During one scrimmage, Connaughton switched out to cover former Connecticut guard Ryan Boatright in the final seconds of a close game. Boatright’s crossover dribbles and assorted head-fakes were enough to put any defender on skates. Connaughton kept his balance, kept his feet moving and kept a hand up when Boatright elevated for a potential game-tying 3. It missed, and Connaughton’s team won by three.
As Connaughton likes to say, winners win. As ESPN college basketball analyst Seth Greenberg said on Friday's combine telecast, "Winning people create a winning culture."
“You’ve got to make the winning plays at winning times,” Connaughton said. “It’s those types of things that are the intangibles that I try to bring.”
Fighting to establish himself in Chicago also had Connaughton open to absorb every ounce of coaching offered. Prior to Thursday’s game, former NBA guard Erick Strickland tutored Connaughton on getting his shot off quicker from the deeper (23 feet, 9 inches opposed to 20-9 in college) 3-point line. Connaughton nodded at what Strickland was saying, then made six of nine attempts from 3. He then stepped a good three feet back from the line and made five of his first six.
“He’s one of the top five shooters in this draft,” Grant said. “That will definitely give him a shot. And then the way he rebounds and how hard he plays, he’ll have a shot.”
An intriguing individual
At Portsmouth, Connaughton met with with 15-20 NBA teams. He auditioned last week with the five-time NBA champion San Antonio Spurs. More workouts/interviews likely will follow leading into late June.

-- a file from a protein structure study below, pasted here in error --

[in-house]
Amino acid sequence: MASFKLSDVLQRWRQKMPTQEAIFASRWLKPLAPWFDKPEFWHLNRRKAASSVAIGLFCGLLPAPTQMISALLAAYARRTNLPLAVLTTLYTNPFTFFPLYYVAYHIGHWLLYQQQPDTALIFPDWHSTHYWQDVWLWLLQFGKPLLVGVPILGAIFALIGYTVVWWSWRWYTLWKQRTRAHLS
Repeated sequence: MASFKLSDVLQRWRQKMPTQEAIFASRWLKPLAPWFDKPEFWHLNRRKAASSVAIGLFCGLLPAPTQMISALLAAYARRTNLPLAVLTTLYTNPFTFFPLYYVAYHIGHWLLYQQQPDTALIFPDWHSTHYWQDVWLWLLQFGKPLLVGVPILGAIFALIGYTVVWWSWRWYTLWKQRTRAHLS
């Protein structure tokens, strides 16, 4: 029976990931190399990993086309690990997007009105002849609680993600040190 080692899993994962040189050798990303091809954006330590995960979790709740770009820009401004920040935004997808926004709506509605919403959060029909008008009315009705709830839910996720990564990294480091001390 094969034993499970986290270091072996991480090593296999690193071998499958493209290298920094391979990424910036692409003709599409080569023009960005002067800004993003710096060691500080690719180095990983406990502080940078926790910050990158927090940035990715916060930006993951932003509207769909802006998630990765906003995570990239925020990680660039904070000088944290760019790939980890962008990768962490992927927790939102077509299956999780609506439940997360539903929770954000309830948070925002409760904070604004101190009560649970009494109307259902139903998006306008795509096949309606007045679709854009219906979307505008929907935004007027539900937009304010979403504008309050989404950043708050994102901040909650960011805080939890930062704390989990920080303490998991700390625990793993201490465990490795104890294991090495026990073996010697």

After receiving a $480,100 bonus last June from the Orioles, Connaughton is not contractually obligated in any way this season to the team, which retained his rights for six years when they drafted him. That fact might make some NBA teams wary of using a second-round pick on him.
That skepticism has started to fade some with Connaughton’s willingness to work the last few weeks, his honesty about wanting to earn a spot in the NBA, and his insistence that he’s not going to run off in the middle of everything to play baseball if the Orioles come calling with a substantial contract offer to rejoin their Class A short season team in Aberdeen.
“Pat’s playing for something here,” said one NBA scout who spoke of Connaughton on condition of anonymity. “I feel pretty confident he can get into the second round even with (the Orioles agreement) hanging in the background.
“Do I think he’s going to be on (an NBA) roster? Yes.”
Connaughton may do enough this weekend and in the coming days and weeks to climb in the second round. At the very least, he’ll likely play in some summer league with one or two or three teams. That could put baseball on hold until at least August. Or longer.
“I keep telling him to chase both of them and do them as long as possible because we all know it doesn’t last forever,” said former UC Davis guard Corey Hawkins, who has become fast friends with Connaughton during the pre-draft process. “I just hope for the best for him. He’s incredible.”
The immediate goal is clear – make an NBA roster this fall or forever be finished with playing professional basketball. With baseball there waiting – the Orioles have said they’ll be patient and wait for the No. 9 ranked prospect in their organization to figure out his hoops future – Connaughton has no desire to play overseas or bounce around the Development League.
Now or never, it’s NBA or bust.
“I can’t go back to basketball if I ever choose baseball,” he said. “I have to ride out the basketball thing for as long as I can. If it doesn’t work, I can always say I tried and then go back to baseball.
“Right now, I want to play basketball.”
Tale of the NBA tape
Following are the measureables of former Notre Dame men’s basketball players Pat Connaughton and Jerian Grant at this week’s NBA Combine in Chicago. Grant, on the advice of his agent, did not participate in the individual testing or five-on-five scrimmages.
Category Connaughton Grant
Position SG PG
Body Fat 10.20% 5.6%
Hand length (inches) 8.50 8.25
Hand width (inches) 9.25 8.50
Height (no shoes) 6-4 6-31/4
Height (shoes) 6-51/4 6-41/4
Standing reach 8-0 8-4
Weight 215 198
Wing span 6-8 6-71/2
Lane agility 10.74 seconds N/A
Shuttle run 3.08 seconds N/A
¾-court sprint 3.2 seconds N/A
Standing vertical leap 37.5 inches N/A
Max vertical leap 44 inches N/A